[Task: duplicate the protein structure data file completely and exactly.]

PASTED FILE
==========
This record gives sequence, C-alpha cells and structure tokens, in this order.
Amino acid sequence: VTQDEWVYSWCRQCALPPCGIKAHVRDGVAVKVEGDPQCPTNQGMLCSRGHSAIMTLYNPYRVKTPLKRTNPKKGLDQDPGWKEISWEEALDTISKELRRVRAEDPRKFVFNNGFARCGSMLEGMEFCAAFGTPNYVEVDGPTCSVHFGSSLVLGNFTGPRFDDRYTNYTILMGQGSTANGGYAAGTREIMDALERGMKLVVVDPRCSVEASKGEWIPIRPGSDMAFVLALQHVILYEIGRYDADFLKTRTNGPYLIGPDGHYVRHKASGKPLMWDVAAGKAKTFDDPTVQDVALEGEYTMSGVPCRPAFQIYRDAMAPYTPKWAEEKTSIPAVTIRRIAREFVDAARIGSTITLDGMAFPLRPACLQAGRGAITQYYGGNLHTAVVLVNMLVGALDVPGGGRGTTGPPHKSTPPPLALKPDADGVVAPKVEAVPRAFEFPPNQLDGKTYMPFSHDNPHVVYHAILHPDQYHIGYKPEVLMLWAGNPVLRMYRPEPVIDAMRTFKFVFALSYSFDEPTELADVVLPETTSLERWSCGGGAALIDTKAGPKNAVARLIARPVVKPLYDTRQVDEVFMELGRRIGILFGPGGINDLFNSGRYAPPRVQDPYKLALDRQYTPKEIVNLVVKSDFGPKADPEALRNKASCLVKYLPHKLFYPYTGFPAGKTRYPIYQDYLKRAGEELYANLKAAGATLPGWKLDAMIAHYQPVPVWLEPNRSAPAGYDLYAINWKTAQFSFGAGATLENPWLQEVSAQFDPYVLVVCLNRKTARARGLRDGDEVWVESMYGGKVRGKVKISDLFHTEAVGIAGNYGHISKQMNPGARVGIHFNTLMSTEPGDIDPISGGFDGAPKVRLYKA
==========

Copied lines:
This record gives sequence, C-alpha cells and structure tokens, in this order.
Amino acid sequence: VTQDEWVYSWCRQCALPPCGIKAHVRDGVAVKVEGDPQCPTNQGMLCSRGHSAIMTLYNPYRVKTPLKRTNPKKGLDQDPGWKEISWEEALDTISKELRRVRAEDPRKFVFNNGFARCGSMLEGMEFCAAFGTPNYVEVDGPTCSVHFGSSLVLGNFTGPRFDDRYTNYTILMGQGSTANGGYAAGTREIMDALERGMKLVVVDPRCSVEASKGEWIPIRPGSDMAFVLALQHVILYEIGRYDADFLKTRTNGPYLIGPDGHYVRHKASGKPLMWDVAAGKAKTFDDPTVQDVALEGEYTMSGVPCRPAFQIYRDAMAPYTPKWAEEKTSIPAVTIRRIAREFVDAARIGSTITLDGMAFPLRPACLQAGRGAITQYYGGNLHTAVVLVNMLVGALDVPGGGRGTTGPPHKSTPPPLALKPDADGVVAPKVEAVPRAFEFPPNQLDGKTYMPFSHDNPHVVYHAILHPDQYHIGYKPEVLMLWAGNPVLRMYRPEPVIDAMRTFKFVFALSYSFDEPTELADVVLPETTSLERWSCGGGAALIDTKAGPKNAVARLIARPVVKPLYDTRQVDEVFMELGRRIGILFGPGGINDLFNSGRYAPPRVQDPYKLALDRQYTPKEIVNLVVKSDFGPKADPEALRNKASCLVKYLPHKLFYPYTGFPAGKTRYPIYQDYLKRAGEELYANLKAAGATLPGWKLDAMIAHYQPVPVWLEPNRSAPAGYDLYAINWKTAQFSFGAGATLENPWLQEVSAQFDPYVLVVCLNRKTARARGLRDGDEVWVESMYGGKVRGKVKISDLFHTEAVGIAGNYGHISKQMNPGARVGIHFNTLMSTEPGDIDPISGGFDGAPKVRLYKA